2. Listen to what is being said closely and attentively.
  3. Respond appropriately, either non-verbally (such as a nod to indicate you are listening), with a question (to ask for clarification), or by paraphrasing. Note that paraphrasing does not mean repeating the speaker’s words back to them like a parrot. It does mean repeating what you think the speaker said in your own words. Some examples: “It sounds like that made you angry,” or, “It sounds like that cashier wasn’t very nice to you.” (Using the “It sounds like…” precursor, or something similar, gives the speaker the opportunity to correct you if your interpretation is wrong.”

Sending Good Signals to Others

When your team is listening to others speak, there are three kinds of cues that they can give the other person. Using the right kind of cue at the right time is crucial for keeping good communication going.

  • Non-Verbal: As shown in the Mehrabian study, body language plays an important part in our communications with others. Head nods and an interested facial expression will show the speaker that you are listening.
  • Quasi-Verbal: Fillers words like, “uh-huh,” and “mm-hmmm,” show the speaker that you are awake and interested in the conversation.
  • Verbal: Asking open questions using the six roots discussed earlier (who, what, where, when, why, how), paraphrasing, and asking summary questions, are all key tools for active listening.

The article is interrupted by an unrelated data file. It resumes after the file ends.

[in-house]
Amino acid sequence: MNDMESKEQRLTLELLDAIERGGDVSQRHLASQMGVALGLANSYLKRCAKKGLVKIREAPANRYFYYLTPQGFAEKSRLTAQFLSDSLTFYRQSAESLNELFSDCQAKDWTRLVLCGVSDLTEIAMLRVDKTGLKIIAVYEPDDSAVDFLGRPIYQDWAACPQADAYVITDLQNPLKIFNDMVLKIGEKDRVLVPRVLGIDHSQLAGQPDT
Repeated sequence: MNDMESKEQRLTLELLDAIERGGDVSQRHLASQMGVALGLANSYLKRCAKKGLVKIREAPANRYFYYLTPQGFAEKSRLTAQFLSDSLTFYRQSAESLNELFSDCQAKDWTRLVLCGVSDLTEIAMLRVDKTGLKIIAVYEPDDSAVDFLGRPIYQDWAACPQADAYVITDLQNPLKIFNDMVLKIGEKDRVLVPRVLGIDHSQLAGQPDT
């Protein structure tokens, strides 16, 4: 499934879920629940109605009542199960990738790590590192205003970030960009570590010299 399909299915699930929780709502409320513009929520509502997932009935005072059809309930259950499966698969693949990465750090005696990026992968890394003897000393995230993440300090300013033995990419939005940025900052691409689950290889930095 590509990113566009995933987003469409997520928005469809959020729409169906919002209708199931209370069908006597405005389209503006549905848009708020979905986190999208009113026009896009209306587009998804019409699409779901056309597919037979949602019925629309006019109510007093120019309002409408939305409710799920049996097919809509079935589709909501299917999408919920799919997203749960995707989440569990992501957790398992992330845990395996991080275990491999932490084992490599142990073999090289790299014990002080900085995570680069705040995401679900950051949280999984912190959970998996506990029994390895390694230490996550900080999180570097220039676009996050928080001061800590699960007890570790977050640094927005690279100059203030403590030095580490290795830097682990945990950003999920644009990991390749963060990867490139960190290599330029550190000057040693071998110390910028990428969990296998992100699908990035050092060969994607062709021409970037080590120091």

These cues should be used as part of active listening. Inserting an occasional, “uh-huh,” during a conversation may fool the person that they are communicating with in the short term, but they’re fooling themselves if they feel that this is an effective communication approach.

Asking Good Questions

Asking Good Questions

Good questioning skills are another building block of successful communication in teams. We have already encountered several possible scenarios where questions helped the team gather information, clarify the facts, and communicate with others. We will now look closer at these questioning techniques that your team can use throughout the communication process.

Open Questions

Open questions  get their name because the response is open-ended; the answerer has a wide range of options to choose from when answering it.

Open questions use one of six words as a root:

  • Who?
  • What?
  • Where?
  • When?
  • Why?
  • How?

Open questions are like going fishing with a net – you never know what you’re going to get! Open questions are great conversation starters, fact finders, and communication enhancers. Your team should use them whenever possible.

Closed Questions

Closed questions are the opposite of open questions; their very structure limits the answer to yes or no, or a specific piece of information. Some examples include:

  • Do you like chocolate?
  • Were you born in December?
  • Is it five o’clock yet?

Although closed questions tend to shut down communication, they can be useful if a team member is searching for a particular piece of information, or winding a conversation down.

If they use a closed question and it shuts down the conversation, they can simply use an open-ended question to get things started again. Here is an example:

  • Do you like the Flaming Ducks hockey team?
  • Who is your favorite player?

Probing Questions